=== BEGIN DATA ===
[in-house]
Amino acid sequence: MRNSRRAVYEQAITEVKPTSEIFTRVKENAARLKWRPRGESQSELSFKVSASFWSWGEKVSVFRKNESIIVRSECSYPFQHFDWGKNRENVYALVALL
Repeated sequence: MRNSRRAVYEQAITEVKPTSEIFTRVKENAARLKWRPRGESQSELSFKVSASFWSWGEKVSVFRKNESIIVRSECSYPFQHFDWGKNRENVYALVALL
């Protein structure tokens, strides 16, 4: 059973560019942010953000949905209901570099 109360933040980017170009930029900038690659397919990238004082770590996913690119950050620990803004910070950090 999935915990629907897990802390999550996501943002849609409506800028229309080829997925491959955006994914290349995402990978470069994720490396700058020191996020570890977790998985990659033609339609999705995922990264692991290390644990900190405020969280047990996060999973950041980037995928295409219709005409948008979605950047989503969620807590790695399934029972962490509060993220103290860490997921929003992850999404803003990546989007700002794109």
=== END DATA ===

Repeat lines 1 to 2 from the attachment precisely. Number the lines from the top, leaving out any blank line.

[in-house]
Amino acid sequence: MRNSRRAVYEQAITEVKPTSEIFTRVKENAARLKWRPRGESQSELSFKVSASFWSWGEKVSVFRKNESIIVRSECSYPFQHFDWGKNRENVYALVALL